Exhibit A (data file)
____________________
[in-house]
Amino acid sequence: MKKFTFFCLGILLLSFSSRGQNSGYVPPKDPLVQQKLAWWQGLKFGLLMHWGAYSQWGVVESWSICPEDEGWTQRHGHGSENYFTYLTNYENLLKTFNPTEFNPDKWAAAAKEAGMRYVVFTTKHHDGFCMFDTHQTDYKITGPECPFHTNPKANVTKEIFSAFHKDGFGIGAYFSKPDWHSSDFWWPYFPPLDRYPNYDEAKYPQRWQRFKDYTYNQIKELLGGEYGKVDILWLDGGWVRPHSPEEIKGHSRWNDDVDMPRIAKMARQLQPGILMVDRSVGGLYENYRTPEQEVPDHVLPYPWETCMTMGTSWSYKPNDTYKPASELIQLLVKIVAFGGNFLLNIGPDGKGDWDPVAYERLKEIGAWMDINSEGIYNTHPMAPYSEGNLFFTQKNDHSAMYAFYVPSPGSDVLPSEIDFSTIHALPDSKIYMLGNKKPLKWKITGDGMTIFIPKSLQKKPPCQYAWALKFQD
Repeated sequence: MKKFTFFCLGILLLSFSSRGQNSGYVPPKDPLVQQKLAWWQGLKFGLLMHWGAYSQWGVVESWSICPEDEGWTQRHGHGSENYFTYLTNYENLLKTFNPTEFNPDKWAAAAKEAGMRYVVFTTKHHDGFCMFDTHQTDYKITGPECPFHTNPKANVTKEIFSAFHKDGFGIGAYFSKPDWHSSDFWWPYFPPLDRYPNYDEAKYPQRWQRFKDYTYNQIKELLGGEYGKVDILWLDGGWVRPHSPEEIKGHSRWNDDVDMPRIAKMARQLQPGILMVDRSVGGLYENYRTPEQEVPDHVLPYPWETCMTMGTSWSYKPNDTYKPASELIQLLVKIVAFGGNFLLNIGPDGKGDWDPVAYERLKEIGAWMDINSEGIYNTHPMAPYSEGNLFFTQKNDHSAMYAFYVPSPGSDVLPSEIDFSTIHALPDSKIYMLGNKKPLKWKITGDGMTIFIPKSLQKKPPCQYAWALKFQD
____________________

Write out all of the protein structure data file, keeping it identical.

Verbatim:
[in-house]
Amino acid sequence: MKKFTFFCLGILLLSFSSRGQNSGYVPPKDPLVQQKLAWWQGLKFGLLMHWGAYSQWGVVESWSICPEDEGWTQRHGHGSENYFTYLTNYENLLKTFNPTEFNPDKWAAAAKEAGMRYVVFTTKHHDGFCMFDTHQTDYKITGPECPFHTNPKANVTKEIFSAFHKDGFGIGAYFSKPDWHSSDFWWPYFPPLDRYPNYDEAKYPQRWQRFKDYTYNQIKELLGGEYGKVDILWLDGGWVRPHSPEEIKGHSRWNDDVDMPRIAKMARQLQPGILMVDRSVGGLYENYRTPEQEVPDHVLPYPWETCMTMGTSWSYKPNDTYKPASELIQLLVKIVAFGGNFLLNIGPDGKGDWDPVAYERLKEIGAWMDINSEGIYNTHPMAPYSEGNLFFTQKNDHSAMYAFYVPSPGSDVLPSEIDFSTIHALPDSKIYMLGNKKPLKWKITGDGMTIFIPKSLQKKPPCQYAWALKFQD
Repeated sequence: MKKFTFFCLGILLLSFSSRGQNSGYVPPKDPLVQQKLAWWQGLKFGLLMHWGAYSQWGVVESWSICPEDEGWTQRHGHGSENYFTYLTNYENLLKTFNPTEFNPDKWAAAAKEAGMRYVVFTTKHHDGFCMFDTHQTDYKITGPECPFHTNPKANVTKEIFSAFHKDGFGIGAYFSKPDWHSSDFWWPYFPPLDRYPNYDEAKYPQRWQRFKDYTYNQIKELLGGEYGKVDILWLDGGWVRPHSPEEIKGHSRWNDDVDMPRIAKMARQLQPGILMVDRSVGGLYENYRTPEQEVPDHVLPYPWETCMTMGTSWSYKPNDTYKPASELIQLLVKIVAFGGNFLLNIGPDGKGDWDPVAYERLKEIGAWMDINSEGIYNTHPMAPYSEGNLFFTQKNDHSAMYAFYVPSPGSDVLPSEIDFSTIHALPDSKIYMLGNKKPLKWKITGDGMTIFIPKSLQKKPPCQYAWALKFQD